Most of my focus when I started reviving my garden was on restoring the vegetable plot and bringing the greenhouse back into service but the desire to add a splash of spring colour to my flower border nagged at the back of my head and I thought a few patches of tulips and and asortment of alium bulbs would do the trick, or at least get me started.  Unfortunatley the border was so heavily mulched with gravel and so overgrown with later summer perenials that it had was not the quick fix I had hoped for and in the first year most of the bulbs ended up in posts. 

The original border had been planted years ago under the supervision of my mother in her opinion I had let it fall into disrepair, but I thought it looked good, at least in mid to late Summer. Yes, some of the plants had become invasive and I could have done more to thin them out, others were struggling to see the light of day as they lost the competition for light.  I had been doing minimal maintenace, clearing them some space and pulling out the couch grass, but I had never completely manage to clear the grass and the garden retained it's shaggy look. Self set flowers my mum described as weeds took pride of place. I liked them and they didn't take any looking after so they were welcome to stay.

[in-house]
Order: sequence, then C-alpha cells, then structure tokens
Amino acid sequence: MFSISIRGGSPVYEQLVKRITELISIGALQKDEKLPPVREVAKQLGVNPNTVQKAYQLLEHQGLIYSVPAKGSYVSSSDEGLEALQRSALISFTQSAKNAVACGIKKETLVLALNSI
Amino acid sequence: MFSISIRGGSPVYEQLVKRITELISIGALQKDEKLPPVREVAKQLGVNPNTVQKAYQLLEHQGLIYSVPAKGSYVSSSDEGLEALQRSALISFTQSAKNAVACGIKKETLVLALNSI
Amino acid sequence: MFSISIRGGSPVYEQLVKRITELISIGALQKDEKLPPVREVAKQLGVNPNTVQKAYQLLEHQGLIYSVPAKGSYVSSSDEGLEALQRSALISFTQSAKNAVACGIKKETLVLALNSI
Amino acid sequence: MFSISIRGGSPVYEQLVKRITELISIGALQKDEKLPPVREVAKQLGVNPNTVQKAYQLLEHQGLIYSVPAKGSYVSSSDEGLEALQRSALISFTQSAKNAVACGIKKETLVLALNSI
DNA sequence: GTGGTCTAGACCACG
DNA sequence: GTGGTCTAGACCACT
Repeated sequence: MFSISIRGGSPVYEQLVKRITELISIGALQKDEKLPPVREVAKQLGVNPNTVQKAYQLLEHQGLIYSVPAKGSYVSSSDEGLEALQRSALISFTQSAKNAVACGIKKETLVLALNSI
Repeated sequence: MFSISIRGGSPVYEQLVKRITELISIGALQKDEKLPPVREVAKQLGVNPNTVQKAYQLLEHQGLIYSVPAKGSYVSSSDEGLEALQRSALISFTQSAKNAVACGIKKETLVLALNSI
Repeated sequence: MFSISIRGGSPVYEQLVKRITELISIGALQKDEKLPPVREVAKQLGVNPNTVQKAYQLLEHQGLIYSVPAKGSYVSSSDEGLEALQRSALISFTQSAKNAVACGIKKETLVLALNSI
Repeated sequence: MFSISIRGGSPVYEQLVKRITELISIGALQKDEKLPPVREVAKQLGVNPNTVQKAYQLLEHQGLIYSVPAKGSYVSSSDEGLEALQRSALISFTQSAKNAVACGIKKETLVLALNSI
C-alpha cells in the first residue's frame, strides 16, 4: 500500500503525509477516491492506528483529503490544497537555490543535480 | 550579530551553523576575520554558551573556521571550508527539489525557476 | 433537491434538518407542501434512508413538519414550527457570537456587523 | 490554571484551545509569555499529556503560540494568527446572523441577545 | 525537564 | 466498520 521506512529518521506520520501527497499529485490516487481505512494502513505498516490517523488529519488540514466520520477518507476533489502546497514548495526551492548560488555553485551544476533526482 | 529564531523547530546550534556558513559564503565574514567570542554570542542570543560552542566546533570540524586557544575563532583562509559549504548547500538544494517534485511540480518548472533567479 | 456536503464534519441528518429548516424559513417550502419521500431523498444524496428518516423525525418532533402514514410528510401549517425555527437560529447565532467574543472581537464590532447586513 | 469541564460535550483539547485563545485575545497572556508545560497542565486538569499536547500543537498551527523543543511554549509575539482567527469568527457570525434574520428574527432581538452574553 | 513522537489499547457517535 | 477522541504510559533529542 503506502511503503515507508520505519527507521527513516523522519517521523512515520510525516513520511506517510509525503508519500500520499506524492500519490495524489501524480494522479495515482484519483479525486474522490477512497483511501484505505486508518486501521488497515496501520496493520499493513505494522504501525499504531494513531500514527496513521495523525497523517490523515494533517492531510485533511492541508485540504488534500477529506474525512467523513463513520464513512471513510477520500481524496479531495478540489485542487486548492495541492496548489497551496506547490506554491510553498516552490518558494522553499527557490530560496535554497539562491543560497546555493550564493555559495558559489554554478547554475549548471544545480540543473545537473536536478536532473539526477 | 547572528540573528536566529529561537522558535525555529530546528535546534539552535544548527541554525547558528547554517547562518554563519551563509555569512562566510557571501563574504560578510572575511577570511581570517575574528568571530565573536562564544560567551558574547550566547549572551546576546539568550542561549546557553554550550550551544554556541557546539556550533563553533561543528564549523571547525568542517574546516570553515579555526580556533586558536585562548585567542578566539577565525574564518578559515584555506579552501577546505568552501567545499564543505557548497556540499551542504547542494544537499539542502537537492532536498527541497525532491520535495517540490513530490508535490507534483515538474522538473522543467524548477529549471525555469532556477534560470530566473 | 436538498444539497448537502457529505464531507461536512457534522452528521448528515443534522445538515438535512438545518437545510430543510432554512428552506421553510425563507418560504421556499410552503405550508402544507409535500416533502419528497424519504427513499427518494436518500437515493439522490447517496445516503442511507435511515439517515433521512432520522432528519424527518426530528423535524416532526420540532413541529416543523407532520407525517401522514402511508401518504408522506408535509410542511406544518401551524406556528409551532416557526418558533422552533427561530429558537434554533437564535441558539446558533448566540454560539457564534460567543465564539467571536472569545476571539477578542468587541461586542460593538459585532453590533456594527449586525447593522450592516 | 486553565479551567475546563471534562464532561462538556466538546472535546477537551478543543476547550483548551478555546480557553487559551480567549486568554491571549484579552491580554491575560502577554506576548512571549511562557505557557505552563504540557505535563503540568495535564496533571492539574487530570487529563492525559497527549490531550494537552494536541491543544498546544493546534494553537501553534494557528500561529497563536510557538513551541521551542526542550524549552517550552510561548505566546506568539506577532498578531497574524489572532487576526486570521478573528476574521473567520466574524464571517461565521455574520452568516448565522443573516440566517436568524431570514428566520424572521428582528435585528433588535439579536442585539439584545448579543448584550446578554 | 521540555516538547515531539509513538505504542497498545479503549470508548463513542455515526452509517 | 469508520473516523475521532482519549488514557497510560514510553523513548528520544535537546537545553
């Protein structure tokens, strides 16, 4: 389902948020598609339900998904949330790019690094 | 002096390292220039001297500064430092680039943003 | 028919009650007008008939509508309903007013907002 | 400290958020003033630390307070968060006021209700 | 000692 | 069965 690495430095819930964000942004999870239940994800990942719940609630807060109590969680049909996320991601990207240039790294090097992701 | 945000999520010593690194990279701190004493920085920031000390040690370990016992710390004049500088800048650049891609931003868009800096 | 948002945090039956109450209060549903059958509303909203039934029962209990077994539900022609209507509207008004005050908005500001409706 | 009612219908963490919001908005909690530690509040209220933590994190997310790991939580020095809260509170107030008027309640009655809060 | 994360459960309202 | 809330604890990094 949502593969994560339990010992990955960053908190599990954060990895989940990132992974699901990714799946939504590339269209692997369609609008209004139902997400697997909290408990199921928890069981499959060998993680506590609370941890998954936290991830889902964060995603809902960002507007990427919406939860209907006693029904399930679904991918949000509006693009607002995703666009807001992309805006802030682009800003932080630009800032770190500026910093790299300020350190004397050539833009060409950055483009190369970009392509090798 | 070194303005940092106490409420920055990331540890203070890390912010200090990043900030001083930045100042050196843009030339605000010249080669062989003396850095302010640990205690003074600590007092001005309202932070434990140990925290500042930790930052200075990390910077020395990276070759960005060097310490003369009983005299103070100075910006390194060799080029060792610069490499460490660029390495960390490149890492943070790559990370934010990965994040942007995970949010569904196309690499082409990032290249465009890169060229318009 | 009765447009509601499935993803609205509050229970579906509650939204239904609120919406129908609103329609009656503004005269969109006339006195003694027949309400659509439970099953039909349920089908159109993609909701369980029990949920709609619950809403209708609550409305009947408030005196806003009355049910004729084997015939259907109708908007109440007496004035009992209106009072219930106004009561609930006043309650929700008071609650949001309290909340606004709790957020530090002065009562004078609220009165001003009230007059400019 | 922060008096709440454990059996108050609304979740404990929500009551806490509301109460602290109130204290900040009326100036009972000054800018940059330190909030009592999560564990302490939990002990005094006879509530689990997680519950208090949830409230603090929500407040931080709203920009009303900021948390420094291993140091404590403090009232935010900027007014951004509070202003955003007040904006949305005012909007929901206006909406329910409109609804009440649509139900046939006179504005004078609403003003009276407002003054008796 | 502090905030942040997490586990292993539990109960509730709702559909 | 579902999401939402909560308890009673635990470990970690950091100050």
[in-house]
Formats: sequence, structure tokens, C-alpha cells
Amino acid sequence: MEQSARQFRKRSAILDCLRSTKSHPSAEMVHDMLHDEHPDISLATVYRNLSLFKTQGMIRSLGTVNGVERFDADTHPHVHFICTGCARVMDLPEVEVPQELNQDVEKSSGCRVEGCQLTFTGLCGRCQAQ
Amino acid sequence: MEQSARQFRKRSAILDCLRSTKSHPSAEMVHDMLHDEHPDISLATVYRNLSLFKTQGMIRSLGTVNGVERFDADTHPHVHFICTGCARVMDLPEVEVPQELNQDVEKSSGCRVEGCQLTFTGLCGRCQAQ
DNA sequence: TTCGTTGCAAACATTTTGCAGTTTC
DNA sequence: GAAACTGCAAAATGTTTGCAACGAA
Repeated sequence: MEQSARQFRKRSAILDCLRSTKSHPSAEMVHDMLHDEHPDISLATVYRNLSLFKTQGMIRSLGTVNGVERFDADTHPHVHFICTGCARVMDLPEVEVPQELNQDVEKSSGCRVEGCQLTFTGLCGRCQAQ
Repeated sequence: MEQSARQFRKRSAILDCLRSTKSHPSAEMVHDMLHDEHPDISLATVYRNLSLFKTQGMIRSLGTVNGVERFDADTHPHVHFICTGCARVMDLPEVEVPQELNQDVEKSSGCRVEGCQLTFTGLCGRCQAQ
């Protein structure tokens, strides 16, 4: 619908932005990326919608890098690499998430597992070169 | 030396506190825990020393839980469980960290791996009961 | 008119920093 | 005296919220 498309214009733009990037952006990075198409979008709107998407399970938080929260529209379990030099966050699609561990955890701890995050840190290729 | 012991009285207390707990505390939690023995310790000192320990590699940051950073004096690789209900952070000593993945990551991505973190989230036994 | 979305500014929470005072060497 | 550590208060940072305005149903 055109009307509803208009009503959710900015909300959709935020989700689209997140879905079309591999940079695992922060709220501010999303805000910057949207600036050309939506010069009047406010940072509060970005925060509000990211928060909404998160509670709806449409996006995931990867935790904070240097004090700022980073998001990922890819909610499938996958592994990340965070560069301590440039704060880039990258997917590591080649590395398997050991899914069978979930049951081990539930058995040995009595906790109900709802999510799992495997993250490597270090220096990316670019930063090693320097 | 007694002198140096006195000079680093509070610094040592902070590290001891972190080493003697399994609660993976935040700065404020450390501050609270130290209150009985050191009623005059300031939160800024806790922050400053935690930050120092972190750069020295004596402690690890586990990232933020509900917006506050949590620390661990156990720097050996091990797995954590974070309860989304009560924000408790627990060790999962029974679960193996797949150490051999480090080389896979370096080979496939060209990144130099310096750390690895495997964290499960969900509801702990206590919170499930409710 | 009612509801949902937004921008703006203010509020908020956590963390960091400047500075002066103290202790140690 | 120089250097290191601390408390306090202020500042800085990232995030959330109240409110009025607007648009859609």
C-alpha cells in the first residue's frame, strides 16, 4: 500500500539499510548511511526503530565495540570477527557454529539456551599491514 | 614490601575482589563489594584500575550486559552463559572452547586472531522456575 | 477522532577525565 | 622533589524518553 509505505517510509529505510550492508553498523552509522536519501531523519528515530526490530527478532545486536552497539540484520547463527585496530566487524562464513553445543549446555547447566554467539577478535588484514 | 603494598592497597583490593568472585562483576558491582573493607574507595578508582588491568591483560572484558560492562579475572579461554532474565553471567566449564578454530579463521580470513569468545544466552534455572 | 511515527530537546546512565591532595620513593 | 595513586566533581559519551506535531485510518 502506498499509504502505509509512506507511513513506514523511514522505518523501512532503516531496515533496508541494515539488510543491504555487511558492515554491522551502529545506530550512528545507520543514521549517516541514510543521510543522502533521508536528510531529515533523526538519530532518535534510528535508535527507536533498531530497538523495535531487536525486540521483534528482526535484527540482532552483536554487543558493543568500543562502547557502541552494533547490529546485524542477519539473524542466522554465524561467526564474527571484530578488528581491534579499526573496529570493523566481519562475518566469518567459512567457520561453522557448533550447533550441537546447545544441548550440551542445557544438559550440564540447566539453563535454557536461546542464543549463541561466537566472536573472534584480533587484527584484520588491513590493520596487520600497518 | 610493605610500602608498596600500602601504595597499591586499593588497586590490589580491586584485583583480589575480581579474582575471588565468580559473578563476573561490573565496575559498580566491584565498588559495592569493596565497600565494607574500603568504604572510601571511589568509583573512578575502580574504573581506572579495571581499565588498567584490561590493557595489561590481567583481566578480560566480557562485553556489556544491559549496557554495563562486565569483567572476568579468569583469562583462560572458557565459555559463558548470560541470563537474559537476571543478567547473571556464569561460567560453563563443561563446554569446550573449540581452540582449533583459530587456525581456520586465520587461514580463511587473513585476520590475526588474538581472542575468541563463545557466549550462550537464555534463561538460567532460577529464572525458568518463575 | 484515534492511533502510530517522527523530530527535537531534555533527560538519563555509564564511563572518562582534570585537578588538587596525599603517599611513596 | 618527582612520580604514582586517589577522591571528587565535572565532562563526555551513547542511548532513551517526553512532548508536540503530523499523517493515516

Why pay for seeds when plants will move in for free; yellow poppies in particular spring up between the paving stones and in the gravel bed every year. The biggest problem was the aggressive sweet cicely which I did have to dig up every year. It shouldn't really have been in the border but it has established itself, spreading across the whole grarden from a small clump my grandmother gave to me over 20 years ago, swamping all in its way.

When I retired my mum gave me a box of flower seeds. They were the remains of packets she had collected from various gardening magazines over the previous year. "Have these before they go out of date", she said, "I've got no more room in my garden." I tried several and some - but not all - came up. Unfortunately the labels came adrift from the pots somewhere in the process before the seedlings were ready to plant out and being completely hopeless idenitfying flowering plants I simply planted them where there was space. Trial and error process. Nature seems to be random, so why not me. . 

flowers from seed

In my second year I  continued in my attempt to cheer up the garden with some colour and planted almost 100 bulbs: some in tubs others in the border and some among the trees. The majority are tulips, alliums and gladioli. I didn't have a plan, and there is no grand design. My border is inches deep in gravel which for years was used as a mulch, and much of it has very shallow soil or is underlaid with virtually impenetrable membrane. It certainly stops things growing up through it but grass, docks and sweet cicely  all manage to put roots through it from above. I simply planted the bulbs where I could find sufficient depth of soil. All I wanted was a splash of colour.